I am not in the business of promoting any of these scanners, believe me – one company who sells the scanners, MilliVision, had an interesting video on their millimeter wave technology.  Check it out:

Something I found interesting came from an article at Wired – you’ve all seen this image below, right?


This woman shape is actually Susan Hallowell, director of the Transportation Security Administration’s security laboratory.  After she stepped into the scanner and had this image taken, apparently she blushed and said “”It does basically make you look fat and naked, but you see all this stuff.”

For the record, this technology has been used for a long time – at least a decade – for screening South African diamond mine workers after their shifts for theft.  The shame is that the technology is actually pretty interesting, and it’s worth being developed somewhere.  I’m still just unsure that it needs to be developed while people I don’t know who for the most part treat me like I just committed a felony AND get to see me naked.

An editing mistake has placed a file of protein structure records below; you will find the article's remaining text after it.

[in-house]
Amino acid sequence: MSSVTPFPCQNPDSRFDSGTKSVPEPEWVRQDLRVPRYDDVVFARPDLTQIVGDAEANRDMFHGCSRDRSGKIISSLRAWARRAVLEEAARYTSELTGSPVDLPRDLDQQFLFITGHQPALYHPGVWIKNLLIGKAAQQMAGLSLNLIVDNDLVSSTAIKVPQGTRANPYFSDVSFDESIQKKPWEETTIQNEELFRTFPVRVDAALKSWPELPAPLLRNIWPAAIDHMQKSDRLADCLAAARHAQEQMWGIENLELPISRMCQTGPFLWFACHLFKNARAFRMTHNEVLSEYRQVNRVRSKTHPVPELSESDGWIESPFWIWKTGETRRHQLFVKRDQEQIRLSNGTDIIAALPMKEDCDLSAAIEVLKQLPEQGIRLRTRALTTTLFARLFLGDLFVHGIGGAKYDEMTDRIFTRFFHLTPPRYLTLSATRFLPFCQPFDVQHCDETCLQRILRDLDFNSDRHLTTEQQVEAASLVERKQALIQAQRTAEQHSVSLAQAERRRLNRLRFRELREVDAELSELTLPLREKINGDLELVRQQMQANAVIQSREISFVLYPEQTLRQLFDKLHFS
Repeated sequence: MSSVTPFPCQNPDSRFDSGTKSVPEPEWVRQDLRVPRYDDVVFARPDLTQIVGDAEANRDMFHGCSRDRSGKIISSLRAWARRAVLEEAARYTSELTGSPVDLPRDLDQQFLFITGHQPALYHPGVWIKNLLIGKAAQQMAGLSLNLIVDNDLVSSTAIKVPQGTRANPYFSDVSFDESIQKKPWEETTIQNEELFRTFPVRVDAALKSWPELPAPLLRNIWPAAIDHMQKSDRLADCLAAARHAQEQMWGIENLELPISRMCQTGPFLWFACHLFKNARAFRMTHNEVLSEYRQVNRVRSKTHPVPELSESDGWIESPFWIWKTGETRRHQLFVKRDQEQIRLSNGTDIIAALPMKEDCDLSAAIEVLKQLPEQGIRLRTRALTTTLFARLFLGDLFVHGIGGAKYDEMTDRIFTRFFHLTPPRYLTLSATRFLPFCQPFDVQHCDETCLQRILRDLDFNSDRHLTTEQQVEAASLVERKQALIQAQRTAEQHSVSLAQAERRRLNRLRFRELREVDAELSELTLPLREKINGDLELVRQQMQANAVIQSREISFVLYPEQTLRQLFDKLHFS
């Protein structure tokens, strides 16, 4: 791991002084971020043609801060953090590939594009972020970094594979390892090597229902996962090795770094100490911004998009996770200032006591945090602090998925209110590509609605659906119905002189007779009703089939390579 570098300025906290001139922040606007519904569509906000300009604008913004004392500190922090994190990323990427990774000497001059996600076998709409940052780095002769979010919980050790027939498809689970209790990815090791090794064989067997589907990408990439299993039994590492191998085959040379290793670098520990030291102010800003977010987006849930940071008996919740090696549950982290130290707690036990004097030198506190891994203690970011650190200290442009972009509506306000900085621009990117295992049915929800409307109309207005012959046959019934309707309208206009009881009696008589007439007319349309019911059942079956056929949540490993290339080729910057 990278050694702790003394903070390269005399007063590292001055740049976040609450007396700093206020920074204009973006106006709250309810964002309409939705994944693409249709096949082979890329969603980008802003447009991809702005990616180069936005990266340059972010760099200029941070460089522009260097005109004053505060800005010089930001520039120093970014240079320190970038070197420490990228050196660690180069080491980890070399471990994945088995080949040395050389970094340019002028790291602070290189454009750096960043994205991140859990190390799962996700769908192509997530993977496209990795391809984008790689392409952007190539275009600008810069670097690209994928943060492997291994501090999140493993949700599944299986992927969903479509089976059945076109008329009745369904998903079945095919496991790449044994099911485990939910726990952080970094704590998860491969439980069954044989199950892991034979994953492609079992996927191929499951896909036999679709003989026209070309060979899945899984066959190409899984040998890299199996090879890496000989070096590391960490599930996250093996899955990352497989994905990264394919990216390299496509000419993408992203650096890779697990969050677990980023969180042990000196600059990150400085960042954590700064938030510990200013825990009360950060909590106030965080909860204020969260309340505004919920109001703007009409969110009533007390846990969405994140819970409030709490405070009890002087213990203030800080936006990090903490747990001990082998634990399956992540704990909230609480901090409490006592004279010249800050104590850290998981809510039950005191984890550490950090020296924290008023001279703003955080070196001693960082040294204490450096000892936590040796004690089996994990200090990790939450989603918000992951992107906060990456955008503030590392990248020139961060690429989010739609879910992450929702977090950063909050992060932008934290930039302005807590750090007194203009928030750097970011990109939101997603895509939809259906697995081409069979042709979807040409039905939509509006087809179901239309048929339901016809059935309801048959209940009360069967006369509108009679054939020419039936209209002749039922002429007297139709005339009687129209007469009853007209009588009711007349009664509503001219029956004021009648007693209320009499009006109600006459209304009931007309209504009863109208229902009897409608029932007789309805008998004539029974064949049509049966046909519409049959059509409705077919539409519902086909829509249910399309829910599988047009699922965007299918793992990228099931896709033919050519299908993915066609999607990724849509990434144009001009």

You know what I think, what do you think?  Is the body scanner too pervasive for you?  Take the poll!

Sorry, there are no polls available at the moment.


Thanks Wired, Article World, Wikipedia, and Epic!

How to Fold A Drawing

I seem to have this argument with architects mostly, but as far as I’m concerned, if you have less than 10 pages of drawings, you can fold them as opposed to rolling them.  It’s wonderful to pay a few bucks to throw a drawing or two (or five) into a manilla envelope and ship them away.  It’s also considerably easier to travel them through an airport when they’re folded – TSA certainly can’t mistake a folded drawing for a bazooka or some other ridiculous excuse to go through all of your stuff because you have a rolled drawing in a tube.

Check out this video I made for you all: